Ontario Man Charged for Allegedly Intimidating Health-Care Worker

Ontario Man Charged for Allegedly Intimidating Health-Care Worker
A close-up of an Ottawa Police officer’s badge in Ottawa on April 28, 2022. (Adrian Wyld/The Canadian Press)
Andrew Chen

An Ontario man who allegedly made intimidating phone calls to a health-care worker has been charged under a federal law created last year amid protests against the government’s COVID-19 measures.

Louis Mertzelos, a 58-year-old resident of Windsor, allegedly made several phone calls to the office of Ottawa family physician Dr. Nili Kaplan-Myrth, according to an Oct. 13 news release from the Ottawa Police Service (OPS), which has issued a warrant for his arrest.

Mertzelos is facing four charges, including the hate-motivated offence of harassing communication, harassment by repeated communication, mischief, and intimidation of health service.

Kaplan-Myrth said she was targeted after appearing on a national television show urging people to keep wearing masks. She also told the Ottawa Citizen that the charges were laid over two calls made in early September, adding that such calls “occur all the time” and are primarily made by those she alleged to be “anti-vaxxers, anti-maskers.”
As of Oct. 14, the OPS told The Epoch Times that it has yet to locate Mertzelos. The agency declined to provide details of the victim in relation to the case.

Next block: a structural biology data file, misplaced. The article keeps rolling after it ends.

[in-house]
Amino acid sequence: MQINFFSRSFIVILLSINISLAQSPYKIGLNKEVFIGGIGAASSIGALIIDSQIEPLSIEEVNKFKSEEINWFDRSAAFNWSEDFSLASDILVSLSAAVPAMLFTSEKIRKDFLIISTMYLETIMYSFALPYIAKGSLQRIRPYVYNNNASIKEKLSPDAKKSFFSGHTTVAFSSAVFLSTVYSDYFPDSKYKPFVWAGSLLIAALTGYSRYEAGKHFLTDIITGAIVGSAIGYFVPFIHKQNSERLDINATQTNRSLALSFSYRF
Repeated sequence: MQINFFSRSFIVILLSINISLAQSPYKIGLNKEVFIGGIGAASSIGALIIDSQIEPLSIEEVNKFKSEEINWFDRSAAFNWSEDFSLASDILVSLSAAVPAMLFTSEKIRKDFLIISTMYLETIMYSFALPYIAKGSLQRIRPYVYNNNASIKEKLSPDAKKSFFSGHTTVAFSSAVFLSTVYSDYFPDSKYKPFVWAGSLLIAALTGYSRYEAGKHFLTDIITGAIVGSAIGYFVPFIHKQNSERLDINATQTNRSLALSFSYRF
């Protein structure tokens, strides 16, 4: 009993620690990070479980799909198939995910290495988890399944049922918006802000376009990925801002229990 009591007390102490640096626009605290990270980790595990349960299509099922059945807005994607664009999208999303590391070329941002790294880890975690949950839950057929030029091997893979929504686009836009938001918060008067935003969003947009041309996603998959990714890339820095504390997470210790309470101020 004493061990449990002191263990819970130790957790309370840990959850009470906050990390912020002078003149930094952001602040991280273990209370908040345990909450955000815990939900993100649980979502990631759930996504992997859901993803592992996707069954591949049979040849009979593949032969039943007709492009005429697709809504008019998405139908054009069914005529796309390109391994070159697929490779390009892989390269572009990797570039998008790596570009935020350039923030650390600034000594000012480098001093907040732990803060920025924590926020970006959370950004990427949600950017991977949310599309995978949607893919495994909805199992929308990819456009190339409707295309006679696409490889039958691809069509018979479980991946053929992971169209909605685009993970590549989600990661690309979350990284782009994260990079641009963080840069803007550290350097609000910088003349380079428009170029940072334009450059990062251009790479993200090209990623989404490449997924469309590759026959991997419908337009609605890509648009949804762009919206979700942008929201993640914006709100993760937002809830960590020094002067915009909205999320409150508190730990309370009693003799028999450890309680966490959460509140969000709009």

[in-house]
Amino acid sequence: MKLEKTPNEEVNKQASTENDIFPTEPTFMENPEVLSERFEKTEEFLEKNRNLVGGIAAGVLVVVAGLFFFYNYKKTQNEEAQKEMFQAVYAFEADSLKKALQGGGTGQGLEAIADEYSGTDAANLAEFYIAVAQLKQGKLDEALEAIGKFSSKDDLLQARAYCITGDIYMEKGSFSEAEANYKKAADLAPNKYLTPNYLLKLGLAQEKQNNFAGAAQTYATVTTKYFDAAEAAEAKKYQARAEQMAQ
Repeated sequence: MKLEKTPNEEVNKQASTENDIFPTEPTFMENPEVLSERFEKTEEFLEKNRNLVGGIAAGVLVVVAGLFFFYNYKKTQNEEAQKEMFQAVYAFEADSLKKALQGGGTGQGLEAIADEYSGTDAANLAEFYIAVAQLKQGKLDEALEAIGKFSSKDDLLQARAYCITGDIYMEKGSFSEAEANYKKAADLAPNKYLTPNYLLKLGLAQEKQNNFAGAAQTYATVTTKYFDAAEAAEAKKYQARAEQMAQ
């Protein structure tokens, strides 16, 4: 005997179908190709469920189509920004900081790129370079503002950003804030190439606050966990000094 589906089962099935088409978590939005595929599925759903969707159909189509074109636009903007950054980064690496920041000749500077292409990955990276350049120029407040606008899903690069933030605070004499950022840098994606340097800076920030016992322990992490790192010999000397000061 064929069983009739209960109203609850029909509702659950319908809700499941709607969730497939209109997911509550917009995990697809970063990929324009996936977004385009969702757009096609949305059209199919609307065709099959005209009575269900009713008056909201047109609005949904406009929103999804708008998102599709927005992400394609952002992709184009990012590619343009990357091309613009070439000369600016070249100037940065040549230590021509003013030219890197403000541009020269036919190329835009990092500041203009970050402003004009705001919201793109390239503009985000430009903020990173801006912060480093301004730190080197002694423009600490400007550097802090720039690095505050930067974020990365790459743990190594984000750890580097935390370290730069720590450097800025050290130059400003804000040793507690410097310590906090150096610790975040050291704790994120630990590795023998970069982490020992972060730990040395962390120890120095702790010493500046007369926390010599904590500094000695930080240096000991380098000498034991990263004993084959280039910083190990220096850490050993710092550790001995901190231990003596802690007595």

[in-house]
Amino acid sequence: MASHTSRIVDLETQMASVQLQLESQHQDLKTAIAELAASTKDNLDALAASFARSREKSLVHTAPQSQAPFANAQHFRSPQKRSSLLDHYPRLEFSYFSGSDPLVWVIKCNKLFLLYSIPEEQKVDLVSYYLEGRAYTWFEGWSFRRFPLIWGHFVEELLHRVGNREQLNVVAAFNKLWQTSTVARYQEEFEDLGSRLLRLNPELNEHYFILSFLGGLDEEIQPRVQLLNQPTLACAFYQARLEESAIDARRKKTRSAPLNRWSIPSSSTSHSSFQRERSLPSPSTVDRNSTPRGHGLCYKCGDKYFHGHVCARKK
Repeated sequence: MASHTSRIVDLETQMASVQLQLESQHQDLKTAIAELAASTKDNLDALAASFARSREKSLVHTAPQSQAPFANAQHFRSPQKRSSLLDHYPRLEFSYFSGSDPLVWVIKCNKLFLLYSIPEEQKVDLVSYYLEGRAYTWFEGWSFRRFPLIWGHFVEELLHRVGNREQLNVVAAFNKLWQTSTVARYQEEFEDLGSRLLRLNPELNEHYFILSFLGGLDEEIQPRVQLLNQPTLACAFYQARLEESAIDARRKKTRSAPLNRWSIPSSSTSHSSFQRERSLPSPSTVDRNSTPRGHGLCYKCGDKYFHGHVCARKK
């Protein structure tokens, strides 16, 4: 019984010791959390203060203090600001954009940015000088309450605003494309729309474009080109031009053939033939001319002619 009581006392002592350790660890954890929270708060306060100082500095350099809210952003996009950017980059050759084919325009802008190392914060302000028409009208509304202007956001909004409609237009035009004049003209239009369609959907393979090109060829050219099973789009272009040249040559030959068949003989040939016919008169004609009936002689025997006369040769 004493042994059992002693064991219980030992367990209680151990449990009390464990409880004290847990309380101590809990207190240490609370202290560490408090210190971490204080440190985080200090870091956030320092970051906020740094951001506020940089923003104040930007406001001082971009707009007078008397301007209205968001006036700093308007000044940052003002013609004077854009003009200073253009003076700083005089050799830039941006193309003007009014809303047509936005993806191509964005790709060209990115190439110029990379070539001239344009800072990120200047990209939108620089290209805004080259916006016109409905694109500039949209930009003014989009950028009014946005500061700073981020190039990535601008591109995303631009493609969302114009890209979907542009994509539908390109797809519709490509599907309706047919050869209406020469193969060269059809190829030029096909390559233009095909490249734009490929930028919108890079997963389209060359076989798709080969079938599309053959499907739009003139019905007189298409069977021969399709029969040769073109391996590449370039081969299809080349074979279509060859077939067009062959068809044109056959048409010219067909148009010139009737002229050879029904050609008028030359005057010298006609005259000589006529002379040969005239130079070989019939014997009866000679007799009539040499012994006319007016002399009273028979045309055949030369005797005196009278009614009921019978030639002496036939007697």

Bill C-3

The charge laid against Mertzelos was the result of Bill C-3, which added two new offences to the Criminal Code aimed at preventing intimidation against health care workers and patients. The bill took effect on Jan. 16, 2022.
The legislation was introduced by the federal government in December 2021 after protests broke out across the country on Sept. 13, 2021, as governments started to impose mandatory COVID-19 vaccination mandates on public employees, including health-care workers and first responders.
Canadian Frontline Nurses, a medical freedom advocacy group that organized protests outside of hospitals on Sept. 1 and Sept. 13, said at the time that it was taking a stand against “tyrannical measures and government overreach.”
In response to the protests, Prime Minister Justin Trudeau said on Twitter that “there is no place for intimidation or threats at our hospitals and clinics,” pledging to make it an offence to obstruct access to any building providing health services“ as well as acts that ”intimidate/threaten any health care worker or anyone seeking treatment.”
Canadian Frontline Nurses later released an open letter addressed to Trudeau, saying that remarks like his generate a divisive environment that “pits family and friends against one another based on medical choices that individuals have made with careful consideration.”

“We stand with our fellow medical practitioners who also believe in media choice. Many of them have attended our events. Some of them feel voiceless, pressured, and isolated,” the group said.

The charge of intimidating a health worker was laid this January against at least two other individuals, both of whom are residents of Peterborough, Ontario. The man and woman were allegedly involved in a protest outside the home of the city’s public health officer.

The Canadian Press contributed to this report.